Holmes rejected from U. of Iowa: "Do NOT offer admission"

James Holmes, the suspected gunman in the Colorado movie theater massacre, sits with his attorney at a hearing on July 23, 2012.
RJ Sangosti,AP Photo/Denver Post

(AP) IOWA CITY, Iowa - The University of Iowa rejected the suspect in the Colorado movie theater shooting rampage from a graduate neuroscience program last year after he visited campus for an interview and left the program director bluntly warning colleagues: "Do NOT offer admission under any circumstances."

James Holmes applied to the Iowa program in late 2010 and was given an interview on Jan. 28, 2011, according to records released by the university. Holmes wrote in his application that he was passionate about neuroscience and would bring "my strong moral upbringing" to the program. He painted himself as a bright student interested in improving himself and helping the world with a career in scientific research.

But two days after Holmes' interview, neuroscience program director Daniel Tranel wrote a strongly worded email urging the admissions committee not to accept him to the school.

"James Holmes: Do NOT offer admission under any circumstances," wrote Tranel, a professor of neurology.

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Psychology professor Mark Blumberg followed up with a separate email two days later to say he agreed with Tranel about Holmes, one of three students Blumberg interviewed. "Don't admit," he wrote about Holmes. He recommended admission for the other two.

Neither official elaborated on their reasoning in the emails, which are among 12 pages of records the university released about Holmes in response to public records requests filed by The Associated Press and other news outlets.

None of the documents further explain why Holmes' application was denied. University spokesman Tom Moore said Thursday that Holmes was academically qualified but officials did not see him as "a good personal fit for our program." He declined to elaborate.

Blumberg said in an email Thursday that he has no specific recollection of Holmes or his opinion, noting officials interview many applicants each year. Tranel was not granting interview requests Thursday, a spokesman said.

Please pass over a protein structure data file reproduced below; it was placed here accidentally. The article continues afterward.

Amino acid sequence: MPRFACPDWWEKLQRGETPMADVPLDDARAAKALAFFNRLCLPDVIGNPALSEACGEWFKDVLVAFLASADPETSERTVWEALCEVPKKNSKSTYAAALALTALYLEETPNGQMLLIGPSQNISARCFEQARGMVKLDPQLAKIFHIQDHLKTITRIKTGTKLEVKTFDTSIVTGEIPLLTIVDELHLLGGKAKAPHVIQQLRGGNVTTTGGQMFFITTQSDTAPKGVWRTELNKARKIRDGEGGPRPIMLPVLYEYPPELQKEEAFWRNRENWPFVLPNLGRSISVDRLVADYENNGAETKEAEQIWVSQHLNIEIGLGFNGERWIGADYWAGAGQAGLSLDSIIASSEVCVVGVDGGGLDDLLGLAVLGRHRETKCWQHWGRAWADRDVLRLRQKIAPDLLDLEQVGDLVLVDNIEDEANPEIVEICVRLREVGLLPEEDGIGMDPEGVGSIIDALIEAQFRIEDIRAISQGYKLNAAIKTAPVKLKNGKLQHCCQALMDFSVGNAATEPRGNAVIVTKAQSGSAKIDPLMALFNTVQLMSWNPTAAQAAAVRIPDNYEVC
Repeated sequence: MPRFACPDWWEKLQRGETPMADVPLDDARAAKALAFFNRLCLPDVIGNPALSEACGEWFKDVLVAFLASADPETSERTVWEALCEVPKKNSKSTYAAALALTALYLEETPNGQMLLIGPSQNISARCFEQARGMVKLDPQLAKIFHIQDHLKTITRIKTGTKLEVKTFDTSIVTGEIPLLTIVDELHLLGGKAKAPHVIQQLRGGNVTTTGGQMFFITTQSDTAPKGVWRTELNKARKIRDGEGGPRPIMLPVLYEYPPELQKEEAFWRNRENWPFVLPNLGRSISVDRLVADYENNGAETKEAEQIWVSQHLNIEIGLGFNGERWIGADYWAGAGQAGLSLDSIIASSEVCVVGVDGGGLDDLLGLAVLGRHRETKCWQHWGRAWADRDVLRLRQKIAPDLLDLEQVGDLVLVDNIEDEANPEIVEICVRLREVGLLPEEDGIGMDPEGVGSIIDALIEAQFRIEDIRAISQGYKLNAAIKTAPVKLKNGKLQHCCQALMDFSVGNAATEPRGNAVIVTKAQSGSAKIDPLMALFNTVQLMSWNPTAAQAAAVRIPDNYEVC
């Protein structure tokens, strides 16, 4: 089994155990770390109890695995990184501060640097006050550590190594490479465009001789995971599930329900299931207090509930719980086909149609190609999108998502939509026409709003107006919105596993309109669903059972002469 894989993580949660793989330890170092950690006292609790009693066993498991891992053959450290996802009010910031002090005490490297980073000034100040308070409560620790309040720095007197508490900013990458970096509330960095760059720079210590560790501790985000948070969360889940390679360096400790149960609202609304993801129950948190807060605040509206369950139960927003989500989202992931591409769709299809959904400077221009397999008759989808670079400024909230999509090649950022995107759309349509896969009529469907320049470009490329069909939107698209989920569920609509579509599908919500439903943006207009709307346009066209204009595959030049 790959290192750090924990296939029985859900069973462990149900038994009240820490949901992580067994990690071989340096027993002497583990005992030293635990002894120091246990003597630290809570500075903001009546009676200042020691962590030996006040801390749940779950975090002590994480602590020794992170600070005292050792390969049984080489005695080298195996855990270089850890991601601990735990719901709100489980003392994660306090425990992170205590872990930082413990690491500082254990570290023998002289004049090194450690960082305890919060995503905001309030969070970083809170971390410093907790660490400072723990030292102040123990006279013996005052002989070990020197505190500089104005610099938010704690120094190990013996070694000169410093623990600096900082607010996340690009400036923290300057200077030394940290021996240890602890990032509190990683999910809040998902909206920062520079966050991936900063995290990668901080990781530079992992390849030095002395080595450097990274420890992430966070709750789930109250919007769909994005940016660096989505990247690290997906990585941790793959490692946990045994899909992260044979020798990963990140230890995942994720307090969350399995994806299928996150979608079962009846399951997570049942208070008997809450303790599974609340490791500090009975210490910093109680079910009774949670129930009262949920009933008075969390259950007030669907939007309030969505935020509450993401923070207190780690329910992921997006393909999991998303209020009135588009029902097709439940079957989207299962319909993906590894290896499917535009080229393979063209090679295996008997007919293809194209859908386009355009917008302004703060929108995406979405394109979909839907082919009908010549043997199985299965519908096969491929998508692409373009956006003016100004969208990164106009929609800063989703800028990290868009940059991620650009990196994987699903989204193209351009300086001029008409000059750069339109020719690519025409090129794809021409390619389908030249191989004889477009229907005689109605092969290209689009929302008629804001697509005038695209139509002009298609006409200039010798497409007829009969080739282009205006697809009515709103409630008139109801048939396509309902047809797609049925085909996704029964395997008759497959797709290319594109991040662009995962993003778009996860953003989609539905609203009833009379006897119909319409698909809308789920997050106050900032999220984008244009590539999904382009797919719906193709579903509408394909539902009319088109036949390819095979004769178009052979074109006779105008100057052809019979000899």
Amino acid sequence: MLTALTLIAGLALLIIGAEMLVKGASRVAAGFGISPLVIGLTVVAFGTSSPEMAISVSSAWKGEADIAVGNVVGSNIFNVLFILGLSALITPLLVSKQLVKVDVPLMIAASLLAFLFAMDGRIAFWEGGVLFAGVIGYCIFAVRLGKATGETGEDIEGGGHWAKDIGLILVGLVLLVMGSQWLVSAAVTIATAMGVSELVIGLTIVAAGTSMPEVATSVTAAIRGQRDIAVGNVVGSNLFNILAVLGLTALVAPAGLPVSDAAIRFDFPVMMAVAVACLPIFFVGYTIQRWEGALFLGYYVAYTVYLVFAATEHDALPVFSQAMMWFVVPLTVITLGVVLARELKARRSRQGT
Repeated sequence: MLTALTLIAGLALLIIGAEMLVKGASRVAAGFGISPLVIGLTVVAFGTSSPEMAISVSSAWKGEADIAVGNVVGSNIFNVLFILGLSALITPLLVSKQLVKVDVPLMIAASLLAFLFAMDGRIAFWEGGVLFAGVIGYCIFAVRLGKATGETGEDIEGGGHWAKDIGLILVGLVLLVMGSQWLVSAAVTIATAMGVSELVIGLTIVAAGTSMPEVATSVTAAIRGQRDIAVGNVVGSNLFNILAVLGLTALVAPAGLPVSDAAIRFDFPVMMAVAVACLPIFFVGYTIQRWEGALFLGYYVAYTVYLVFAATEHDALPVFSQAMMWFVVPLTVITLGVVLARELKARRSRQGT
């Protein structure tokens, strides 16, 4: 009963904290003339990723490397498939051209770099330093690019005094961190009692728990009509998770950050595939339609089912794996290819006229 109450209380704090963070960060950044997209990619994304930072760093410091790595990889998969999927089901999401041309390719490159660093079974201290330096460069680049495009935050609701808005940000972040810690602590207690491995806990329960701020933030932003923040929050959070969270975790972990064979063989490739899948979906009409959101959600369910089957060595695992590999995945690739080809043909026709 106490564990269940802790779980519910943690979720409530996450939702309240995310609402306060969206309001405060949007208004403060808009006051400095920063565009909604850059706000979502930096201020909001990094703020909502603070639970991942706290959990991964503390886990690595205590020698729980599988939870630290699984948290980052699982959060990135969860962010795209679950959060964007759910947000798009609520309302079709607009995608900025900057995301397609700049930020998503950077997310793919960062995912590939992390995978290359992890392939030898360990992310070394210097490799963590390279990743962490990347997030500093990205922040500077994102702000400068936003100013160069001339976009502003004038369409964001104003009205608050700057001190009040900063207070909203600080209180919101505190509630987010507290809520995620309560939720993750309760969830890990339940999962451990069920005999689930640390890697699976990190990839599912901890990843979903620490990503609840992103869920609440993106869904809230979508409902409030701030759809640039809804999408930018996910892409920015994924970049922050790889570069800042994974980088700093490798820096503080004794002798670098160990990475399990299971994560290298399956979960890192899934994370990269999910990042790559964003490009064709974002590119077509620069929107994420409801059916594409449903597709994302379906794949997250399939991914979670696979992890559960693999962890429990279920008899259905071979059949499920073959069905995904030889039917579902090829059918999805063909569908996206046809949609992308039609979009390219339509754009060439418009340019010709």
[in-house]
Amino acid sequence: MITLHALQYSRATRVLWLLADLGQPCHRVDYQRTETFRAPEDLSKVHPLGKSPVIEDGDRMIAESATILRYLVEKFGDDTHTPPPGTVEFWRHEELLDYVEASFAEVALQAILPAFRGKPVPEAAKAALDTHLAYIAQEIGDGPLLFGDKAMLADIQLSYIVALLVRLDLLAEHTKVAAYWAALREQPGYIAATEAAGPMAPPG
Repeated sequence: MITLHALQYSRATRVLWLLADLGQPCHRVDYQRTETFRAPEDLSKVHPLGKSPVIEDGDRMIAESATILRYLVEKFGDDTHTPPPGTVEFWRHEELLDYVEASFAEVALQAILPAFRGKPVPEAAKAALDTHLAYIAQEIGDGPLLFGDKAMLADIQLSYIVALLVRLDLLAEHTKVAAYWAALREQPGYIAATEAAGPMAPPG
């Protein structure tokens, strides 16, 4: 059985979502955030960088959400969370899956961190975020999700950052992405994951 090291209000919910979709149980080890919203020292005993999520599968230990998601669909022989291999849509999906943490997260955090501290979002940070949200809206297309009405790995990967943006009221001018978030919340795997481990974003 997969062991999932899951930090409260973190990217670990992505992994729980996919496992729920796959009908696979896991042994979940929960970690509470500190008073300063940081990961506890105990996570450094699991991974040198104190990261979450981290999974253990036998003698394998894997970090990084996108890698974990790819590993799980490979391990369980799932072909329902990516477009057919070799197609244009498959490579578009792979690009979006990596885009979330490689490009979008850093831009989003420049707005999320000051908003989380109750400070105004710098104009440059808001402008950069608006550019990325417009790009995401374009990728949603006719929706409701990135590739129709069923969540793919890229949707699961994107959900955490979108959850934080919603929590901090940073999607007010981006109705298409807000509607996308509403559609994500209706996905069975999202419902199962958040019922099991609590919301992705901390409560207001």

Holmes later enrolled as a first-year Ph.D. student in a neuroscience program at the University of Colorado Denver. He withdrew about six weeks before the attack in Aurora, where prosecutors say the 24-year-old opened fire during a midnight showing of the latest Batman movie, "The Dark Knight Rises," killing 12 people and injuring 58 others.

A court hearing Thursday in Denver examined Holmes' relationship with University of Colorado psychiatrist Lynne Fenton, to whom he mailed a package containing a notebook that reportedly contains violent descriptions of an attack.

Prosecutors believe the notebook contains descriptions of a violent attack. They are asking a judge to allow them review it as part of their investigation.

Defense attorneys say the journal is inadmissible because it's protected by doctor-patient privacy laws.

Fenton testified Thursday that she met with Holmes only once, on June 11, and that she believed her doctor-patient relationship with him was limited to that meeting.

When asked by Chief Deputy District Attorney Karen Pearson whether she had a doctor-patient relationship with Holmes around the time of the shooting, Fenton said, "I believe I did not."

Defense attorneys presented to the judge a report that Fenton filled out after seeing Holmes on June 11 called a client summary. They argued the report was enough to establish an ongoing doctor-patient relationship between the two.

Defense attorney Tamara Brady argued that in order to prove the relationship existed, she would have to talk about private communications between Holmes and Fenton. She asked the judge to close the rest of the hearing.

Judge William B. Sylvester called a recess to consider the request.

The email from the University of Iowa neuroscience program director indicates Holmes was one of seven applicants who visited the Iowa City campus on the same weekend last year. Tranel recommended four others be offered admission and was undecided about two, describing all as stellar or solid. Holmes was the only one he recommended denying.

The rejection stands in contrast to Holmes' previously released application to a similar program at the University of Illinois, where he was offered admission with free tuition and $22,000 per year but declined to enroll.

Holmes said on his Iowa application that he also was applying to Texas A&M, Kansas, Michigan, Alabama and Colorado. He wrote that he had a thirst for knowledge and wanted to study the "science of learning, cognition and memory."